An Invitation to Men in Madison’s Entrepreneurial ecosystem
Checking your privilege is an inherently uncomfortable process for all of us.
To build inclusive and equitable communities, those of us with privilege MUST learn to recognize the benefits we gain and begin to see the world through the eyes of those without that privilege.
I’m not just talking about straight, white men. White women have a privilege that black women and men don’t. People with able bodies have a privilege that those with disabilities don’t. People with financial wealth and stability have privilege that those with economic instability do not.
Our privilege, however narrow or expansive it is, means we can live in ignorance. It means we have and use power that we may not even know we have. It means we have opportunities that don’t come to us based on merit, but based on our position in the cultural hierarchy.
I am sometimes asked the bewildering question, “Does Doyenne hate men?” I don’t get it. How does supporting women’s equality = hating men? The math doesn’t work for me. One of Doyenne’s guiding principles is “Women aren’t broken, the system in which they operate is broken.” This broken system of power and privilege doesn’t benefit men in the long term either. Doyenne advocates for women to have equal power WITH men, not over men or instead of men. We believe the world will be better for it.
Doyenne knows that there are many, many men who embrace the idea that women should have equal power in all aspects of our culture: social, political and economic. These men are willing to do the work, but aren’t currently able to do it. They have the desire and intention, but they simply don’t have the skills.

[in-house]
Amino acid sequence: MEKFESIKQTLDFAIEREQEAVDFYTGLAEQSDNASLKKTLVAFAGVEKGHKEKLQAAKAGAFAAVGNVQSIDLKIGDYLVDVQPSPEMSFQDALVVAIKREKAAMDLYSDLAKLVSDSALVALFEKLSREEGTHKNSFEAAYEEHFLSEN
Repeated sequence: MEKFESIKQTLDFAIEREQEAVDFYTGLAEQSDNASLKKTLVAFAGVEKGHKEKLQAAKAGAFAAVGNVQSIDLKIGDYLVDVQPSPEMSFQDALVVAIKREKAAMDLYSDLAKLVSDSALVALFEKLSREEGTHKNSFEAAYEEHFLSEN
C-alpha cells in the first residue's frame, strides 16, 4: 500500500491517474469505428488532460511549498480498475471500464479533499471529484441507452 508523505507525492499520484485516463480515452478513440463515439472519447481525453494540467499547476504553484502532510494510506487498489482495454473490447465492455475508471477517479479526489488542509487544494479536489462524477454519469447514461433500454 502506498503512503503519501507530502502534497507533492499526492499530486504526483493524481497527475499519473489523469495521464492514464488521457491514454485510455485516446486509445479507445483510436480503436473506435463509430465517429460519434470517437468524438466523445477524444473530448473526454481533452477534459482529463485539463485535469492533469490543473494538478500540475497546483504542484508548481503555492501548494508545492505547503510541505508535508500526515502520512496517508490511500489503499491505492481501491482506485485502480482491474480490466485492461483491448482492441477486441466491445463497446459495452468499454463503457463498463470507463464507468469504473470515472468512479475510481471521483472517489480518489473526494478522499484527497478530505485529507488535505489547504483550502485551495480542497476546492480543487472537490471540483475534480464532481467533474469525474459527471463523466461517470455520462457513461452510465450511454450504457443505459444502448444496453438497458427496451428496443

We know that men (and women!) have unconscious biases about women, and in particular, powerful women. As my mother would say, “No shit, Sherlock!” Since birth, we have been bombarded by a tidal wave of these biased messages, day-in and day-out. Doyenne doesn’t fault men for having biases; they are human beings.
At this year’s Forward Festival, Doyenne is inviting the men who are willing to acknowledge their privilege and want to do the work of creating equitable communities and businesses to our Doyenne workshop: Voices of Solidarity – Men’s Role in Advancing Women’s Entrepreneurship. This is not a light subject that can be tackled in an hour. It’s heavy stuff. It’s hard work.
To fully engage in a discussion of our own privilege, we need to do some homework. Here are five topics to reflect on before you attend any workshop or event designed to help you recognize and confront your privilege.
- Ask yourself if you’re ready to attend
- Understand the difference between safe space and productive space
- Be honest about what you are hoping to get out of the experience
- Identify and name your greatest fear about entering a space like this
- Reflect on times you have been challenged about your behavior.
1. ASK YOURSELF IF YOU’RE READY TO ATTEND
Are you open to the messages you are going to hear? Some of the thoughts floating around your head could be:
- “I know there are issues out there but I just don’t really understand.”
- “I know I’ve been culturally trained in ways I don’t recognize.”
- “I see things happening that I know aren’t right, but I am just not sure what to do.”
- “I’m afraid that I might be one of the assholes making things worse.”
- “I don’t want to be embarrassed or humiliated.”
It’s OK to feel ill-equipped to assess your own behavioral patterns that have developed out of your privilege. But it’s not acceptable to use that as an excuse to not explore, learn and practice.
What steps you have already taken to prepare yourself for challenging conversations around gender? What conversations have you had? What have you read, listened to, and watched to help you better understand gender and power dynamics?
If you have any of the following attitudes, this workshop may not be for you right now:
- Apathy: “This is just how the world works, and no one can fix it.”
- Skepticism: “The stories that women and people of color tell are exaggerated.”
- Victimhood: “We are under fire.”
2. UNDERSTAND THE DIFFERENCE BETWEEN A SAFE SPACE AND A PRODUCTIVE SPACE
The phrase “this is a safe space” is often misused and misunderstood. I have been attending “diversity training” for decades. From my observations, the insistence on “safe space” usually prioritizes helping the oppressors feel comfortable at the expense of the oppressed.
The overarching tone in most diversity and inclusion training is, “We shouldn’t make men (or white people) feel too uncomfortable because they won’t want to attend the training or there will be a backlash.” In the name of diversity and inclusion, women are silenced again.